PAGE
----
OPINION: Tractor safety class good for any family member

Are you a farm spouse or child newly pressed into service as a farm equipment operator? Have you been operating equipment for several years? Do you just want a better understanding of the hazards on the farm?

If so, the Marion County Tractor Safety Class may be for you. Offered by the K-State Research and Extension-Marion County Office, it provides detailed instruction on the safe use of tractors.

The one-day class will be March 11 in Marion. Interested youth and adults are asked to register for the class by contacting the Marion County Extension Office. Class participants will complete an assignment prior to class. Cost for materials is $7.

Although required for youth 14 to 15 years of age who want to work for a farmer other than their parents or guardians, the class has much to offer other family members as well.

Many accidents occur in the first hours of operating a machine. A new operator, male or female, young or old, lacks familiarity with equipment hazards. It takes a while for new operators to get the feel of an implement. Until this happens, they may become confused and make poor decisions.

While this training will not give you hands-on experience, it will give you the knowledge you need to become a safe and careful operator. If you apply this knowledge, you won?t place yourself or others in unsafe situations or abuse the equipment you operate.

The training is even recommended for farm women who do not expect to operate equipment. It will help them to recognize unsafe situations and activities and to suggest safer ways of doing things to family members or employees. Such reminders could be life-saving.

n Commercial Beef Sire Selection. Bull selection is the foundation for building a profitable beef herd. About 88 percent of the genetic makeup of a herd after 10 years for breeding will have come from the bulls used. Clearly, sire selection is the major tool available to producers for changing the genetic potential of their herds.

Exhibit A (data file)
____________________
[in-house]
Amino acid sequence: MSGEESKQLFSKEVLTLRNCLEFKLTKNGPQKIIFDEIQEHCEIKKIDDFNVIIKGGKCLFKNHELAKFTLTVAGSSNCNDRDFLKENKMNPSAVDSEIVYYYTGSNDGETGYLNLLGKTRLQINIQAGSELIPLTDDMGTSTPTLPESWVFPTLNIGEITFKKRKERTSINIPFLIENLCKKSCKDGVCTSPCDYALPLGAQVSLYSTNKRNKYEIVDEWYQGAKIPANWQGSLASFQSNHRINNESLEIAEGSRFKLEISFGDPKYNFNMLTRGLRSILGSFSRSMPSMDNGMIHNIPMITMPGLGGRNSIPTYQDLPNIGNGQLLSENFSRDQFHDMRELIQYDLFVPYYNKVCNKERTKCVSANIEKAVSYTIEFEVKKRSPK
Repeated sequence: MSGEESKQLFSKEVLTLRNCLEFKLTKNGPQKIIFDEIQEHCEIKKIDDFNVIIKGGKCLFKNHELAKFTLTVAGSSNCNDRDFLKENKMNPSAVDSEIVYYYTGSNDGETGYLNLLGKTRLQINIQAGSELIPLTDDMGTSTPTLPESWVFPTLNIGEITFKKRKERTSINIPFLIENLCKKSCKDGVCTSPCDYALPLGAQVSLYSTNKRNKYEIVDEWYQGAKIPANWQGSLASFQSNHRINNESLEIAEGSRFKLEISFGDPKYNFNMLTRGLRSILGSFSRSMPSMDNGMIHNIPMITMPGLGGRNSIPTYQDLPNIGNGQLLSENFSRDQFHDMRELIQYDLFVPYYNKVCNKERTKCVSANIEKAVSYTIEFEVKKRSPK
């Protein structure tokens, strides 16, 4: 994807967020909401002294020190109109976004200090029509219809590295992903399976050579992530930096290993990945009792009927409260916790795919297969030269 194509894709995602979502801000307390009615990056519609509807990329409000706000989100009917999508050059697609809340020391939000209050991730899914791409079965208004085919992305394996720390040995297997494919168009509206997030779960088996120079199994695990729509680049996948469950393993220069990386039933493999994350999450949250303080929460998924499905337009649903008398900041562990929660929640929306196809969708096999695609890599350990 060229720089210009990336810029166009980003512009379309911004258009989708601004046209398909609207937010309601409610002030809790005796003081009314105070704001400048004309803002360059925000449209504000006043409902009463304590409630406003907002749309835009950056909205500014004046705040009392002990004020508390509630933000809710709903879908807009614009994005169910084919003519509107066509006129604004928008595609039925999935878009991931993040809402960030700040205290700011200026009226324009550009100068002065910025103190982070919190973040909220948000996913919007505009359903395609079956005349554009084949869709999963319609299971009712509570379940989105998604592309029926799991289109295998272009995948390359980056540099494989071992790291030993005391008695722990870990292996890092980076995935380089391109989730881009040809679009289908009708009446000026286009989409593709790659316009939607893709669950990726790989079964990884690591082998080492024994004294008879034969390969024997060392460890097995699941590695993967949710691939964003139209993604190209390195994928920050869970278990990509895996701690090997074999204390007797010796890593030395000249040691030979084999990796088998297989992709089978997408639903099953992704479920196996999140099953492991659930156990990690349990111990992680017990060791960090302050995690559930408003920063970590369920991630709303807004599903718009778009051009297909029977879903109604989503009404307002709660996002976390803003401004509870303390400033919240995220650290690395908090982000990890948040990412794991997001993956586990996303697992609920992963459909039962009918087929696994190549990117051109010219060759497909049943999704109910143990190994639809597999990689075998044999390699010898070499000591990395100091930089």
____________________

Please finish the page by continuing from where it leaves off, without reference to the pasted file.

Sire selection can and should be more accurate today than ever before. Beef breed associations have developed programs that use performance information on a calf?s relatives in addition to its own record to estimate its breeding value for different traits.

When selecting a bull for natural service, the buyer first must know the kind of bull that will meet the breeding program?s needs. The kind of bull needed will depend upon available resources, such as feed, labor, facilities, cow herd, environment, marketing demand, and the breeding plan followed.

The goal is to find a complete functional bull capable of siring calves that will contribute to herd profitability. Producers can no longer afford to try to maximize any single trait.

Once the type of bull needed has been determined, the second step in sire selection is to decide where to buy. Only consider reputable sources that can provide complete performance records on their bulls. Sellers should have results of breeding soundness examinations available.

They should also guarantee that ancestors are not known carriers of genetic defects. Excellent sources are herds actively involved in performance testing. Be sure the information needed to make a wise decision is provided. If it is not presented, ask for it. If this information is not available, look elsewhere for performance-proven bulls.

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